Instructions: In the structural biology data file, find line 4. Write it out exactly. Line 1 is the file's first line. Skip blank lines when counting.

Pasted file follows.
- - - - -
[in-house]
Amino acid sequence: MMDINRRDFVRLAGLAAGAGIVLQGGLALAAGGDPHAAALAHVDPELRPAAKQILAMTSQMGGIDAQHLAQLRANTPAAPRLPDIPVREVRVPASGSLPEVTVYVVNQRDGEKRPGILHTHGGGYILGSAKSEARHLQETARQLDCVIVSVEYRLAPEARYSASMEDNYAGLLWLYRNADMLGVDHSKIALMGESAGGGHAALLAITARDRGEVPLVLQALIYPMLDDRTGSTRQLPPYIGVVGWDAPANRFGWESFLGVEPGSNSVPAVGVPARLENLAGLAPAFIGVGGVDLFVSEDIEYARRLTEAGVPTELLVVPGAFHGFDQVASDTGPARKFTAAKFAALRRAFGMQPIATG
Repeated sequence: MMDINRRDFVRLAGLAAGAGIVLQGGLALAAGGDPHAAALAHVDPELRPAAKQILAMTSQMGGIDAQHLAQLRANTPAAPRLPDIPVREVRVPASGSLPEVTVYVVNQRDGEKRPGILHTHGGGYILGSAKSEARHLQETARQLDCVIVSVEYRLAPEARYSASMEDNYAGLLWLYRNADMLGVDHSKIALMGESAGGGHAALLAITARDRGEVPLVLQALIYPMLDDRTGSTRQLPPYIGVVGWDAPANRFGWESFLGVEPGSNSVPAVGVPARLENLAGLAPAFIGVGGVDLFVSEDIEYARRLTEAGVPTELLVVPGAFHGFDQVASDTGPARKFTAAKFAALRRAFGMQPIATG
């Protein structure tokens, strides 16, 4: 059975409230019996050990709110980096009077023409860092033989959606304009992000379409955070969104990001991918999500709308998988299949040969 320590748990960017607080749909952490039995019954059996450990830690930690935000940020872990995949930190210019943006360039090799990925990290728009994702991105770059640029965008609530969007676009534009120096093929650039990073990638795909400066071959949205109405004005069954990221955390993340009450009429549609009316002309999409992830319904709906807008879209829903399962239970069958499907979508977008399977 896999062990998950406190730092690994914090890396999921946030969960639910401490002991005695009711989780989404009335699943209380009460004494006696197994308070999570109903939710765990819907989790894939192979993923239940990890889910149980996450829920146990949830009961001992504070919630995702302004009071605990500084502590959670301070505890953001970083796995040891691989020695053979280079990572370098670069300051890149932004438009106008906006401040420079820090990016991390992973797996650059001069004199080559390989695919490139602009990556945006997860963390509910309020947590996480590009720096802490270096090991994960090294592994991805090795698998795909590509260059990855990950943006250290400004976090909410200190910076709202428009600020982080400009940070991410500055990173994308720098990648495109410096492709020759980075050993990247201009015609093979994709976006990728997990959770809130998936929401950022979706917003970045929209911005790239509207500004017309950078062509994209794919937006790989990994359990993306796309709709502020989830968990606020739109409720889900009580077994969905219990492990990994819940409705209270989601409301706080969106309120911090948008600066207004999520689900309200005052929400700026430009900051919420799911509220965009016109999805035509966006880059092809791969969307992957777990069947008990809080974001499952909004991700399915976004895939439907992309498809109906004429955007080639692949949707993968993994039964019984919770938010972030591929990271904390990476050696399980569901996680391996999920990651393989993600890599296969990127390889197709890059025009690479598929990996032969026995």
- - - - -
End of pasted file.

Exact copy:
């Protein structure tokens, strides 16, 4: 059975409230019996050990709110980096009077023409860092033989959606304009992000379409955070969104990001991918999500709308998988299949040969 320590748990960017607080749909952490039995019954059996450990830690930690935000940020872990995949930190210019943006360039090799990925990290728009994702991105770059640029965008609530969007676009534009120096093929650039990073990638795909400066071959949205109405004005069954990221955390993340009450009429549609009316002309999409992830319904709906807008879209829903399962239970069958499907979508977008399977 896999062990998950406190730092690994914090890396999921946030969960639910401490002991005695009711989780989404009335699943209380009460004494006696197994308070999570109903939710765990819907989790894939192979993923239940990890889910149980996450829920146990949830009961001992504070919630995702302004009071605990500084502590959670301070505890953001970083796995040891691989020695053979280079990572370098670069300051890149932004438009106008906006401040420079820090990016991390992973797996650059001069004199080559390989695919490139602009990556945006997860963390509910309020947590996480590009720096802490270096090991994960090294592994991805090795698998795909590509260059990855990950943006250290400004976090909410200190910076709202428009600020982080400009940070991410500055990173994308720098990648495109410096492709020759980075050993990247201009015609093979994709976006990728997990959770809130998936929401950022979706917003970045929209911005790239509207500004017309950078062509994209794919937006790989990994359990993306796309709709502020989830968990606020739109409720889900009580077994969905219990492990990994819940409705209270989601409301706080969106309120911090948008600066207004999520689900309200005052929400700026430009900051919420799911509220965009016109999805035509966006880059092809791969969307992957777990069947008990809080974001499952909004991700399915976004895939439907992309498809109906004429955007080639692949949707993968993994039964019984919770938010972030591929990271904390990476050696399980569901996680391996999920990651393989993600890599296969990127390889197709890059025009690479598929990996032969026995």